No restrictions were placed on residents’ movements, and businesses from restaurants to hairdressers stayed open. No high-tech apps that tracked people’s movements were deployed. The country doesn’t have a center for disease control. And even as nations were exhorted to “test, test, test,” Japan has tested just 0.2% of its population — one of the lowest rates among developed countries.
Yet the curve has been flattened, with deaths well below 1,000, by far the fewest among the Group of Seven developed nations. In Tokyo, its dense center, cases have dropped to single digits on most days. While the possibility of a more severe second wave of infection is ever-present, Japan has entered and is set to leave its emergency in just weeks, with the status lifted already for most of the country and Tokyo and the remaining four other regions set to exit Monday.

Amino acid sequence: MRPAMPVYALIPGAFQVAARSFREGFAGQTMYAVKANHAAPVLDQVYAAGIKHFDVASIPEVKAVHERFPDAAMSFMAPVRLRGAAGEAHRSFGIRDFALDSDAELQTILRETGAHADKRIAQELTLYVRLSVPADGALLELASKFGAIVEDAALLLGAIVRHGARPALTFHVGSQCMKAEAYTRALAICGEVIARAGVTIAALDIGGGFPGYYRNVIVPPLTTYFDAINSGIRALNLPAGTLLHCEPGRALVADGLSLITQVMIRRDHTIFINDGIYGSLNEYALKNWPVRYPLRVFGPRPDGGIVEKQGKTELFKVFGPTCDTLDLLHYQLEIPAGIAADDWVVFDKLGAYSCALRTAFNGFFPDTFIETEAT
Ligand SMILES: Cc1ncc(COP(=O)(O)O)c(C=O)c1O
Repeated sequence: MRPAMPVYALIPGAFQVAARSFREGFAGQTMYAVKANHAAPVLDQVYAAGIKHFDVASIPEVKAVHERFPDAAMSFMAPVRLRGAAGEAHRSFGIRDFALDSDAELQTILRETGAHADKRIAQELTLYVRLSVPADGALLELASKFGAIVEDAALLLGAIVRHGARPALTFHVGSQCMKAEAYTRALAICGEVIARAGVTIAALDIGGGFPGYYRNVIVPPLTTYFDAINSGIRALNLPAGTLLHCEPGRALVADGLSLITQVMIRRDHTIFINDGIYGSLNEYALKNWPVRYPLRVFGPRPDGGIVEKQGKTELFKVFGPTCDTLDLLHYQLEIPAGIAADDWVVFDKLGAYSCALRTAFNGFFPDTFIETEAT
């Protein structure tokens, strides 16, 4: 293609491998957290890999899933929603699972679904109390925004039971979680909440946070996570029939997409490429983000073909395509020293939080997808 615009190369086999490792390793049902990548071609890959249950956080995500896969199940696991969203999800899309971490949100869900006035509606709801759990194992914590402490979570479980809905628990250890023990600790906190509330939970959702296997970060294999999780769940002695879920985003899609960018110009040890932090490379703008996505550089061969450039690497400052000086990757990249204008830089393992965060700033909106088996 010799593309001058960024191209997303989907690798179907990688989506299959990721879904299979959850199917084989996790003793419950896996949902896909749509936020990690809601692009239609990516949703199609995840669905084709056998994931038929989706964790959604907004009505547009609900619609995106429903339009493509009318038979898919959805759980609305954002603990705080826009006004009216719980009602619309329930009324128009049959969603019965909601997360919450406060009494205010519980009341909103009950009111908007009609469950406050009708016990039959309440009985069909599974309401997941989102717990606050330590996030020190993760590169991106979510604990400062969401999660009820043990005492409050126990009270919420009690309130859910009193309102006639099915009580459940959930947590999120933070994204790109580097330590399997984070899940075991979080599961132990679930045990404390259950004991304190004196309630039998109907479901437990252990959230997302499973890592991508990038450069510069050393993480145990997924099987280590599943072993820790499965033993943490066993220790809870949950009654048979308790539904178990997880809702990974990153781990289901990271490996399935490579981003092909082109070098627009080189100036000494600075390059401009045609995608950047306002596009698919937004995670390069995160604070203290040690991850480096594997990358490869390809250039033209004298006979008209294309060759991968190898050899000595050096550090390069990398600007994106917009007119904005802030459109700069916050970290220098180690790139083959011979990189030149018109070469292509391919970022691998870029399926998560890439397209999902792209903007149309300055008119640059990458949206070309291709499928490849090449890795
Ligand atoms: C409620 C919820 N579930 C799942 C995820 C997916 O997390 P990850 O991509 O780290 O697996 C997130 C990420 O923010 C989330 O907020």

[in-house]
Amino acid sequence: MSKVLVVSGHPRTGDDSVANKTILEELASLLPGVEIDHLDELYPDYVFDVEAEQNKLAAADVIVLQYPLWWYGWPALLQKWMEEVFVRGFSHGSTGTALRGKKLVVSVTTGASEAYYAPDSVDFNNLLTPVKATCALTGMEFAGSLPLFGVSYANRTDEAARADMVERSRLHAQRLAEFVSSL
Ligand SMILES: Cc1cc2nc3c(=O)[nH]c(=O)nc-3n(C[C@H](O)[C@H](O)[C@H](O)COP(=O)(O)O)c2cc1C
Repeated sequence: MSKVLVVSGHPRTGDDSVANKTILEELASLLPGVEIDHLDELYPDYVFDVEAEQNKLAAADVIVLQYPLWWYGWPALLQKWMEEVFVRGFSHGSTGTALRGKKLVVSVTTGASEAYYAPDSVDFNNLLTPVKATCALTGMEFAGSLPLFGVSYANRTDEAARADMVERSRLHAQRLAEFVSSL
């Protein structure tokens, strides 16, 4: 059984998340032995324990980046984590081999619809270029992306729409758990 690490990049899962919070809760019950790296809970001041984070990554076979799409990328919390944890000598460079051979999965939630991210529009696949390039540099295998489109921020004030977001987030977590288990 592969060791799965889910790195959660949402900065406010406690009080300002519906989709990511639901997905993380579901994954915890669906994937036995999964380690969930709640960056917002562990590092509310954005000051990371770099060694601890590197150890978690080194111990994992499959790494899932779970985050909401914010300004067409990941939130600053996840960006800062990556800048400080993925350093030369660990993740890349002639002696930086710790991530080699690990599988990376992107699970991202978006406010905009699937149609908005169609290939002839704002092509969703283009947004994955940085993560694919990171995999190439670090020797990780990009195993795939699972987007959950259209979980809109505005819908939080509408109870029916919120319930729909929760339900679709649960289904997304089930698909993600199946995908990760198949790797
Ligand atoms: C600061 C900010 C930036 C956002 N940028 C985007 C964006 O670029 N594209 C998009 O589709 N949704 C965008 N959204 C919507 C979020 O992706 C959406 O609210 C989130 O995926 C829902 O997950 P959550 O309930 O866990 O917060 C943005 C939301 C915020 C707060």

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Why was Japan different?